Factors that determine the contractile reserve of viable myocardium include interstitial fibrosis, sarcoplasmic reticulum function, myocardial blood flow at rest, and coronary flow reserve. We noted a strong inverse correlation between thickening at low-dose dobutamine and the extent of interstitial fibrosis (% fibrosis accounted for 69% of the observed thickening at low-dose DE). These observations parallel the findings of inverse correlations between thallium as well as technetium uptake and interstitial fibrosis.5 14 20 Importantly, we noticed that viable myocardium and subsequent recovery are most frequent when both DE and thallium SPECT predicted viability and least when both were negative. In the few cases with discrepancy, the extent of interstitial fibrosis was intermediate. In addition, the cellular function of viable myocytes plays an important role. Other changes include the disorganization of the sarcomeric proteins with loss of myofilaments and thus a reduction in the contractile reserve.19 With regard to the interstitial proteins, the abundance of fibronectin and vimentin noticed by us and others19 parallels the interstitial fibrosis and the accumulation of fibroblasts that develop in response to myocyte loss. Energy stores are also different between viable and nonviable myocytes. More glycogen was present in viable myocardium (defined by DE response), possibly reflecting increased glucose utilization with stress, previously noted in hibernating myocardium but not in regions with normal function.16 It is also possible that this is the result of glycolytic enzyme depletion favoring glucose storage as glycogen.19 With regard to myocardial blood flow, previous work using SPECT has shown that inotropic reserve occurred more frequently when rest perfusion was normal than when it was reduced.13 21 Likewise, we and others made similar observations with myocardial contrast echocardiography.22 23 Because the inclusion criteria mandated the presence of severe coronary stenosis, none of the angiographic variables related to baseline function or to thickening at low-dose DE and thus failed to predict functional recovery.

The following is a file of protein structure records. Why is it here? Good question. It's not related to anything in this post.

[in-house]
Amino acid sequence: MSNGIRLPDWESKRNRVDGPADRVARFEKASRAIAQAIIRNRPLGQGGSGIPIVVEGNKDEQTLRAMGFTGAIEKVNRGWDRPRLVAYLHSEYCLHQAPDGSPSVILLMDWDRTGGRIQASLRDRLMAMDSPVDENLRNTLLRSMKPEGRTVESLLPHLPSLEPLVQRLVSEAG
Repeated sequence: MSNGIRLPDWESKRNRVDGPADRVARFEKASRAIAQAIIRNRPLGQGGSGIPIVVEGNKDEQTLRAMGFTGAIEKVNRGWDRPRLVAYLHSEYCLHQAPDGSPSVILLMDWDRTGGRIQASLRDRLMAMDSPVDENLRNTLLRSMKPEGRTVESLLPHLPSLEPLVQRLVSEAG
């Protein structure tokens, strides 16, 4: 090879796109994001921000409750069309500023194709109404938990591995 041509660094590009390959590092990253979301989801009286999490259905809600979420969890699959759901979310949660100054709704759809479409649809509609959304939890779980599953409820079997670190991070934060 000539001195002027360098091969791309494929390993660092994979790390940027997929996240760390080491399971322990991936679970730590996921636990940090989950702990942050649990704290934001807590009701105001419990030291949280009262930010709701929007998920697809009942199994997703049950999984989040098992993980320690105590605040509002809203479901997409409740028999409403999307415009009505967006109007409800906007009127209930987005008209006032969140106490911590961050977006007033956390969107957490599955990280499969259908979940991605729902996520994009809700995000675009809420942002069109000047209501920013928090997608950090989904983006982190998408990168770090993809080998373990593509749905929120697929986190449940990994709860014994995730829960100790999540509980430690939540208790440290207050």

Coronary flow reserve is an important determinant of the response to dobutamine. This was not measured because it would have necessitated repeat angiography. We also did not evaluate other determinants of inotropic reserve, including the adrenergic system and the enzymatic machinery of the hibernating myocardium. There were few viable akinetic segments in this series, which limits our conclusions pertaining to this group of segments. Also, the relatively small number of biopsied segments precludes the complete evaluation of the ultrastructural correlates of the different responses to DE. In addition, one biopsy was obtained per dysfunctional segment. Because we used TEE to guide these core biopsies, we believe that our specimens indeed reflect well the core tissue in these segments. Although more specimens could have been obtained, this was greatly limited by patient safety.
This study was supported by grants from the Methodist Hospital Foundation and the Dunn Foundation, Houston, Tex. We thank John Abu Khalil, RT, for expert quantification of the angiograms and Anna Zamora for expert secretarial assistance.
Guest Editor for this article was Robert O. Bonow, MD, Northwestern University Medical School, Chicago, Ill.
Presented in part at the 71st Scientific Sessions of the American Heart Association, Dallas, Tex, November 9–12, 1998, and published in abstract form (Circulation. 1998;98[suppl I]:I-354).
- Received October 27, 1998.
- Revision received April 7, 1999.
- Accepted May 5, 1999.
- Copyright © 1999 by American Heart Association
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Nagueh SF, Vaduganathan P, Ali N, Blaustein A, Verani MS, Winters WL Jr, Zoghbi WA. Identification of hibernating myocardium: comparative accuracy of myocardial contrast echocardiography, rest-redistribution 201thallium tomography and dobutamine echocardiography. J Am Coll Cardiol. 1997;29:985–993.Myocardial viability was assessed with dobutamine echocardiography (DE) in 20 patients with stable coronary artery disease referred for coronary bypass surgery. Transmural biopsies were obtained during surgery to evaluate the extent of interstitial fibrosis and intracellular and interstitial proteins. Thickening at low-dose DE related well to the extent of interstitial fibrosis (r=−0.83, P<0.01). Segments with functional recovery had less fibrosis, vimentin, and fibronectin than segments without recovery.